Besides the suggestions above some things you might try: Oxygenation: a small pump set up in the tank pumping the water into the air gap above water float level you have or an air pump pumping air into the water might help with some of the issues. The pump can be placed on a timer to cut down the electrical expense. Refreshing the water on a regular basis. ...


2

There are many online calculators for this, such as: http://m.convert-me.com/en/convert/pressure/mwater.html A meter of water is about 1.5 PSI so 12 meters is only 18 PSI and would be pretty disappointing for water pressure. You will have to run around in the shower to get wet. When no water is flowing, the size of the pipe and the horizontal run are ...


2

That is what we call a "pop off", or pressure relief valve. If the water pressure gets too high, that valve will open and drain into your waste water system. Its there so your tank, or hot water system, does not blow up due to getting too hot.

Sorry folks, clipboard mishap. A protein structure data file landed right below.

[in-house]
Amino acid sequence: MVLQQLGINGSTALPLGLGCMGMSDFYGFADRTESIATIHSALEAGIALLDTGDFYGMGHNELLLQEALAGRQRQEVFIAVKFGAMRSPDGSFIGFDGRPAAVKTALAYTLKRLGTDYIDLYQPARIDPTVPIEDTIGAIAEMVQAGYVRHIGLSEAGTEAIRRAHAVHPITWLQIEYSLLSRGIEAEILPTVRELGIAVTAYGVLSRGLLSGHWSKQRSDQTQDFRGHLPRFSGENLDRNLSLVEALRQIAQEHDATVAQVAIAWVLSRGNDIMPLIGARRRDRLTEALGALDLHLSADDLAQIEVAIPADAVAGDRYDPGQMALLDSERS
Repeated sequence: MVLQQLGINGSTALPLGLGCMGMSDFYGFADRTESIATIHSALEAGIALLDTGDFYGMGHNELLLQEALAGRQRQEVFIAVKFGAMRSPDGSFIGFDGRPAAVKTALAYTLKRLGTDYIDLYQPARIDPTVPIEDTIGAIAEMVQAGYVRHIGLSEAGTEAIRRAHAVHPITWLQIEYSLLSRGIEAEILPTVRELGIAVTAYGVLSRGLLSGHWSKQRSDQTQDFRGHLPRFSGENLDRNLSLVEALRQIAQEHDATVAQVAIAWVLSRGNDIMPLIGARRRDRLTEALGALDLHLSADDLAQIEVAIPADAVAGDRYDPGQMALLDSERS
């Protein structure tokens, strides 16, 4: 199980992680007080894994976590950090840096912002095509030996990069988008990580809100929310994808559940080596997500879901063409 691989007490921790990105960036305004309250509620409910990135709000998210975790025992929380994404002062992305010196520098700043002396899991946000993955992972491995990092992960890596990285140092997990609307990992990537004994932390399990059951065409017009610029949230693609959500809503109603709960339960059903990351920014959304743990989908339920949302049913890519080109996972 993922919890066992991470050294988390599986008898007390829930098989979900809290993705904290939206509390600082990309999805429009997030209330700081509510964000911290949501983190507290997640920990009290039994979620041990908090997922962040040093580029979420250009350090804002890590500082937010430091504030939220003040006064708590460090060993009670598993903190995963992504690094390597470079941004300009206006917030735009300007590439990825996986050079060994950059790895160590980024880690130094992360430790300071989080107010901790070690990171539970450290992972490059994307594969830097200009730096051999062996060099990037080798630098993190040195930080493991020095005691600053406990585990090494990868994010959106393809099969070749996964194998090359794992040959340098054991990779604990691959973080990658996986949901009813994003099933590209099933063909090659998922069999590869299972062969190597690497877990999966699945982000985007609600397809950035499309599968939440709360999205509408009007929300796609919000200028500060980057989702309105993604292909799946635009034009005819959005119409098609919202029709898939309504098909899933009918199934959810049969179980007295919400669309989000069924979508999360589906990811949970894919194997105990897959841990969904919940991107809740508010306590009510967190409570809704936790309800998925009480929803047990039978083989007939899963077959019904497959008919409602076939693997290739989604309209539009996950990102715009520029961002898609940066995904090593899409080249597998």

2

A DPDT air conditioning relay should do the trick House 2 is connected by default. When House 1 calls for water, it "takes over" and powers the well itself. Air conditioning relays are rated at 30A and are rated to start motors. It's a 2-pole relay, and it switches both hots, but not ground. This setup must not use neutral: if it does, get a 3-pole ...


2